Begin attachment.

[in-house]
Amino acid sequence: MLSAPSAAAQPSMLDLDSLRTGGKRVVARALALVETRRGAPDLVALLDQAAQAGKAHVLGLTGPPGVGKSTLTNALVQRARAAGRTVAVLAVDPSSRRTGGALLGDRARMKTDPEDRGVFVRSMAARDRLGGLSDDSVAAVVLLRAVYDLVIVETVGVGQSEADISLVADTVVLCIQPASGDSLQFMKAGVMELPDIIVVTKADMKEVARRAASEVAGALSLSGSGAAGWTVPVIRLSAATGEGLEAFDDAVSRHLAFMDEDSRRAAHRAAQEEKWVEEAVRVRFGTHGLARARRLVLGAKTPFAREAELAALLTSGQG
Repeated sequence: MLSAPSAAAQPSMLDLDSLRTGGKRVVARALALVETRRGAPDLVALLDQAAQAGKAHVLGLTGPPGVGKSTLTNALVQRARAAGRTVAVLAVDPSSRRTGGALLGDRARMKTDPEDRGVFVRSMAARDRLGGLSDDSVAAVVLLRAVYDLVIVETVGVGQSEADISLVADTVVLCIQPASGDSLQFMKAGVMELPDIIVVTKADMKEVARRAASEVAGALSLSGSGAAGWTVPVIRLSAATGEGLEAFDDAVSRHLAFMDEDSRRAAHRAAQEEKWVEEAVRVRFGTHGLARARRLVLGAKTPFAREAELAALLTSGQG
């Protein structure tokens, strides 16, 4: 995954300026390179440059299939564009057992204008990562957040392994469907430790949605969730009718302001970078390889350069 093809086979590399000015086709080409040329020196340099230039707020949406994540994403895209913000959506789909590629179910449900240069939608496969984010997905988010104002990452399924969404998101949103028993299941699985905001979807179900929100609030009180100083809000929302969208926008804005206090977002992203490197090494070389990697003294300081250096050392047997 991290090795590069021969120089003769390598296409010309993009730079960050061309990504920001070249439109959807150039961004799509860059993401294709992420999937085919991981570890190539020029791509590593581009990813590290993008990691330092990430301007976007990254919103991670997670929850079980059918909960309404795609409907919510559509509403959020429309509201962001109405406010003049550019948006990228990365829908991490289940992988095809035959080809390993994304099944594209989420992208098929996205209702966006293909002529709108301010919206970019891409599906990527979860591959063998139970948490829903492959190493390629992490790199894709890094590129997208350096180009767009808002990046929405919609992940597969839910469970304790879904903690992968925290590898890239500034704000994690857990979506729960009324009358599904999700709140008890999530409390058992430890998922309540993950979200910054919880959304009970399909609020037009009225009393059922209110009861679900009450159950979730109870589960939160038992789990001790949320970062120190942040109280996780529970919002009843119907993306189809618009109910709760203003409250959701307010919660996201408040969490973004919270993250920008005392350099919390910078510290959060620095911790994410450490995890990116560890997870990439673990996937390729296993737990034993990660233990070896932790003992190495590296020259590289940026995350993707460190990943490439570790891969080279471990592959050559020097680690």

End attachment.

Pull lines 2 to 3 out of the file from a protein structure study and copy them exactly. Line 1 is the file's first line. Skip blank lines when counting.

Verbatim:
Amino acid sequence: MLSAPSAAAQPSMLDLDSLRTGGKRVVARALALVETRRGAPDLVALLDQAAQAGKAHVLGLTGPPGVGKSTLTNALVQRARAAGRTVAVLAVDPSSRRTGGALLGDRARMKTDPEDRGVFVRSMAARDRLGGLSDDSVAAVVLLRAVYDLVIVETVGVGQSEADISLVADTVVLCIQPASGDSLQFMKAGVMELPDIIVVTKADMKEVARRAASEVAGALSLSGSGAAGWTVPVIRLSAATGEGLEAFDDAVSRHLAFMDEDSRRAAHRAAQEEKWVEEAVRVRFGTHGLARARRLVLGAKTPFAREAELAALLTSGQG
Repeated sequence: MLSAPSAAAQPSMLDLDSLRTGGKRVVARALALVETRRGAPDLVALLDQAAQAGKAHVLGLTGPPGVGKSTLTNALVQRARAAGRTVAVLAVDPSSRRTGGALLGDRARMKTDPEDRGVFVRSMAARDRLGGLSDDSVAAVVLLRAVYDLVIVETVGVGQSEADISLVADTVVLCIQPASGDSLQFMKAGVMELPDIIVVTKADMKEVARRAASEVAGALSLSGSGAAGWTVPVIRLSAATGEGLEAFDDAVSRHLAFMDEDSRRAAHRAAQEEKWVEEAVRVRFGTHGLARARRLVLGAKTPFAREAELAALLTSGQG